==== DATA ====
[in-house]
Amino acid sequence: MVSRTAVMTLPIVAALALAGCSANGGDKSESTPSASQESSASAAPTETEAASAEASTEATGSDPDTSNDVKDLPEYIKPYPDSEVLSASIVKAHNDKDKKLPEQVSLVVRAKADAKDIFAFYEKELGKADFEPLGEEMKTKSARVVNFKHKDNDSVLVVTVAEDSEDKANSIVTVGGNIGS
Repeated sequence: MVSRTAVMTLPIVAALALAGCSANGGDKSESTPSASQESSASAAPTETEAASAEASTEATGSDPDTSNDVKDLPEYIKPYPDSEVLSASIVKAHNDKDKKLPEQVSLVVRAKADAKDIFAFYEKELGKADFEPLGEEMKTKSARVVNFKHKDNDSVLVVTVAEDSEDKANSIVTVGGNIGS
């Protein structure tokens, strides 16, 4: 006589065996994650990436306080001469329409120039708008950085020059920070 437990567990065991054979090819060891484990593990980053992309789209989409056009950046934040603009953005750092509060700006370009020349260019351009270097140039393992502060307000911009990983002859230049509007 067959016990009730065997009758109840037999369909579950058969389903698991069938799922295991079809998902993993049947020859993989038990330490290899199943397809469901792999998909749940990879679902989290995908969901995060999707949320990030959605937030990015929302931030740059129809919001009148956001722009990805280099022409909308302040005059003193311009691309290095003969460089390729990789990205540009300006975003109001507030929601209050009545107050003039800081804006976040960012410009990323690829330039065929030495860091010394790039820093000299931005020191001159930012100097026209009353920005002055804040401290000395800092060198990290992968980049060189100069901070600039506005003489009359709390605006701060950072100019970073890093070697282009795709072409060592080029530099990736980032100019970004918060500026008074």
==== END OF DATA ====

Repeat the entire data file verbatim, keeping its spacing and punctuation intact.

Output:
[in-house]
Amino acid sequence: MVSRTAVMTLPIVAALALAGCSANGGDKSESTPSASQESSASAAPTETEAASAEASTEATGSDPDTSNDVKDLPEYIKPYPDSEVLSASIVKAHNDKDKKLPEQVSLVVRAKADAKDIFAFYEKELGKADFEPLGEEMKTKSARVVNFKHKDNDSVLVVTVAEDSEDKANSIVTVGGNIGS
Repeated sequence: MVSRTAVMTLPIVAALALAGCSANGGDKSESTPSASQESSASAAPTETEAASAEASTEATGSDPDTSNDVKDLPEYIKPYPDSEVLSASIVKAHNDKDKKLPEQVSLVVRAKADAKDIFAFYEKELGKADFEPLGEEMKTKSARVVNFKHKDNDSVLVVTVAEDSEDKANSIVTVGGNIGS
């Protein structure tokens, strides 16, 4: 006589065996994650990436306080001469329409120039708008950085020059920070 437990567990065991054979090819060891484990593990980053992309789209989409056009950046934040603009953005750092509060700006370009020349260019351009270097140039393992502060307000911009990983002859230049509007 067959016990009730065997009758109840037999369909579950058969389903698991069938799922295991079809998902993993049947020859993989038990330490290899199943397809469901792999998909749940990879679902989290995908969901995060999707949320990030959605937030990015929302931030740059129809919001009148956001722009990805280099022409909308302040005059003193311009691309290095003969460089390729990789990205540009300006975003109001507030929601209050009545107050003039800081804006976040960012410009990323690829330039065929030495860091010394790039820093000299931005020191001159930012100097026209009353920005002055804040401290000395800092060198990290992968980049060189100069901070600039506005003489009359709390605006701060950072100019970073890093070697282009795709072409060592080029530099990736980032100019970004918060500026008074």